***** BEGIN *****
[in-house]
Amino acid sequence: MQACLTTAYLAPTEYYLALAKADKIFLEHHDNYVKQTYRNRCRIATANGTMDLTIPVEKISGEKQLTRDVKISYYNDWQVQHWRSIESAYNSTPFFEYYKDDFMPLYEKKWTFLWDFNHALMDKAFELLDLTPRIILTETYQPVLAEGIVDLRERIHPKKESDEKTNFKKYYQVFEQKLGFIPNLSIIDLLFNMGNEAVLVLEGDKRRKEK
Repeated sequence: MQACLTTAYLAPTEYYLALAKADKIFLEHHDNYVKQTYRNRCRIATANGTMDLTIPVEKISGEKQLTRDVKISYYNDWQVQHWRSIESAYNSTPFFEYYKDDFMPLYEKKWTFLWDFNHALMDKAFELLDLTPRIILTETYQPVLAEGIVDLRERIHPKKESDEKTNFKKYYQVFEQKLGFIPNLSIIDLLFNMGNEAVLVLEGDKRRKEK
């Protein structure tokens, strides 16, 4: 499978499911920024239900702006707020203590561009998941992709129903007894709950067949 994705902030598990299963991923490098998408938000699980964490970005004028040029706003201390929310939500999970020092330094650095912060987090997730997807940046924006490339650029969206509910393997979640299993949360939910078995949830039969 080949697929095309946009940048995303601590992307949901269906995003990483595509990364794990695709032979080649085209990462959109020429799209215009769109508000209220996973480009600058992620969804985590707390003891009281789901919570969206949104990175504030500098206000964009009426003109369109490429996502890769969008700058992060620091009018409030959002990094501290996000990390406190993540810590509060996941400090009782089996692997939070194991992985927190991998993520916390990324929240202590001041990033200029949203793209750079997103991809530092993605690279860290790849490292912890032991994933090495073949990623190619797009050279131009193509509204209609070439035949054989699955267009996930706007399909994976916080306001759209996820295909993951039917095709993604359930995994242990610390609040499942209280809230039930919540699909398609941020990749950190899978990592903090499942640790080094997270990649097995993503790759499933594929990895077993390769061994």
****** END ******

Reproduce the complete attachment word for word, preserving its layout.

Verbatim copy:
[in-house]
Amino acid sequence: MQACLTTAYLAPTEYYLALAKADKIFLEHHDNYVKQTYRNRCRIATANGTMDLTIPVEKISGEKQLTRDVKISYYNDWQVQHWRSIESAYNSTPFFEYYKDDFMPLYEKKWTFLWDFNHALMDKAFELLDLTPRIILTETYQPVLAEGIVDLRERIHPKKESDEKTNFKKYYQVFEQKLGFIPNLSIIDLLFNMGNEAVLVLEGDKRRKEK
Repeated sequence: MQACLTTAYLAPTEYYLALAKADKIFLEHHDNYVKQTYRNRCRIATANGTMDLTIPVEKISGEKQLTRDVKISYYNDWQVQHWRSIESAYNSTPFFEYYKDDFMPLYEKKWTFLWDFNHALMDKAFELLDLTPRIILTETYQPVLAEGIVDLRERIHPKKESDEKTNFKKYYQVFEQKLGFIPNLSIIDLLFNMGNEAVLVLEGDKRRKEK
């Protein structure tokens, strides 16, 4: 499978499911920024239900702006707020203590561009998941992709129903007894709950067949 994705902030598990299963991923490098998408938000699980964490970005004028040029706003201390929310939500999970020092330094650095912060987090997730997807940046924006490339650029969206509910393997979640299993949360939910078995949830039969 080949697929095309946009940048995303601590992307949901269906995003990483595509990364794990695709032979080649085209990462959109020429799209215009769109508000209220996973480009600058992620969804985590707390003891009281789901919570969206949104990175504030500098206000964009009426003109369109490429996502890769969008700058992060620091009018409030959002990094501290996000990390406190993540810590509060996941400090009782089996692997939070194991992985927190991998993520916390990324929240202590001041990033200029949203793209750079997103991809530092993605690279860290790849490292912890032991994933090495073949990623190619797009050279131009193509509204209609070439035949054989699955267009996930706007399909994976916080306001759209996820295909993951039917095709993604359930995994242990610390609040499942209280809230039930919540699909398609941020990749950190899978990592903090499942640790080094997270990649097995993503790759499933594929990895077993390769061994």